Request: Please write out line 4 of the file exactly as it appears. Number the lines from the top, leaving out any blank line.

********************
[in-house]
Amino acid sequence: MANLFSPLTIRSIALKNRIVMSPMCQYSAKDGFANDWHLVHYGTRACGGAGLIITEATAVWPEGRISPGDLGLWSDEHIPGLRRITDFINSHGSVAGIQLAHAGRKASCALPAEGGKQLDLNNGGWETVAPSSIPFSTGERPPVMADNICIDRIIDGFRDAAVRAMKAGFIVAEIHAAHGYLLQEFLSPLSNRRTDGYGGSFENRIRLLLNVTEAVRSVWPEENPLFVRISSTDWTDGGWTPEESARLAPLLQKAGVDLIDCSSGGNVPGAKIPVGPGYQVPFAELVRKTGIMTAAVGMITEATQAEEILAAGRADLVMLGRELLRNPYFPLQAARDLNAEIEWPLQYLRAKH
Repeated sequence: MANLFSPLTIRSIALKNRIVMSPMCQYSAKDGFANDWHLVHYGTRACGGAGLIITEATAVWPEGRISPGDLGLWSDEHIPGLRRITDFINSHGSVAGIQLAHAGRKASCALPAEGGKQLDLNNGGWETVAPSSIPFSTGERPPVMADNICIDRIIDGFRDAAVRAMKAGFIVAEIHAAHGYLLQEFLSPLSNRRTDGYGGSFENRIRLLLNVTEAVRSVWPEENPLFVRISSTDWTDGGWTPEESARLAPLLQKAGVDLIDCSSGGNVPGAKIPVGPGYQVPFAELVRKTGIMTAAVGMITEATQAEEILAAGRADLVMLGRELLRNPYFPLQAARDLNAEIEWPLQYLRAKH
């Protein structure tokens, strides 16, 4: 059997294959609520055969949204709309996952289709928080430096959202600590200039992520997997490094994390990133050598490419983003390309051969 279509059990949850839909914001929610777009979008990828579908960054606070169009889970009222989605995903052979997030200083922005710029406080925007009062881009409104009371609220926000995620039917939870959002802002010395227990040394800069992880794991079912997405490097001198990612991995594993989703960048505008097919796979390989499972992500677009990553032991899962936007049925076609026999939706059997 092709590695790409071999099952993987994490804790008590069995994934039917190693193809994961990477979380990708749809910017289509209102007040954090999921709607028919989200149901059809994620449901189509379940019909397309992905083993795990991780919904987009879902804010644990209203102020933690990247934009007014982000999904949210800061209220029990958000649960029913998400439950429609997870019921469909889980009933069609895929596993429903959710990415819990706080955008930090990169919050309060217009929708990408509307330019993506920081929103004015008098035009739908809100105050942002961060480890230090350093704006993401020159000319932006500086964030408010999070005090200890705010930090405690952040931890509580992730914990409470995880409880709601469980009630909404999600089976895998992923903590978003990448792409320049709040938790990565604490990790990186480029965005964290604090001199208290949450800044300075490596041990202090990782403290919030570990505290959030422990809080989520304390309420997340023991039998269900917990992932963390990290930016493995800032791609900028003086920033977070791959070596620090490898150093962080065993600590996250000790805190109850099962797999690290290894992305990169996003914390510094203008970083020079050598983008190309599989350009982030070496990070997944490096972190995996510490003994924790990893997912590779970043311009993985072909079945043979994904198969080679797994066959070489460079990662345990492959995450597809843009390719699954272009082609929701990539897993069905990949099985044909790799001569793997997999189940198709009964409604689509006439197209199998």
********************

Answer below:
């Protein structure tokens, strides 16, 4: 059997294959609520055969949204709309996952289709928080430096959202600590200039992520997997490094994390990133050598490419983003390309051969 279509059990949850839909914001929610777009979008990828579908960054606070169009889970009222989605995903052979997030200083922005710029406080925007009062881009409104009371609220926000995620039917939870959002802002010395227990040394800069992880794991079912997405490097001198990612991995594993989703960048505008097919796979390989499972992500677009990553032991899962936007049925076609026999939706059997 092709590695790409071999099952993987994490804790008590069995994934039917190693193809994961990477979380990708749809910017289509209102007040954090999921709607028919989200149901059809994620449901189509379940019909397309992905083993795990991780919904987009879902804010644990209203102020933690990247934009007014982000999904949210800061209220029990958000649960029913998400439950429609997870019921469909889980009933069609895929596993429903959710990415819990706080955008930090990169919050309060217009929708990408509307330019993506920081929103004015008098035009739908809100105050942002961060480890230090350093704006993401020159000319932006500086964030408010999070005090200890705010930090405690952040931890509580992730914990409470995880409880709601469980009630909404999600089976895998992923903590978003990448792409320049709040938790990565604490990790990186480029965005964290604090001199208290949450800044300075490596041990202090990782403290919030570990505290959030422990809080989520304390309420997340023991039998269900917990992932963390990290930016493995800032791609900028003086920033977070791959070596620090490898150093962080065993600590996250000790805190109850099962797999690290290894992305990169996003914390510094203008970083020079050598983008190309599989350009982030070496990070997944490096972190995996510490003994924790990893997912590779970043311009993985072909079945043979994904198969080679797994066959070489460079990662345990492959995450597809843009390719699954272009082609929701990539897993069905990949099985044909790799001569793997997999189940198709009964409604689509006439197209199998």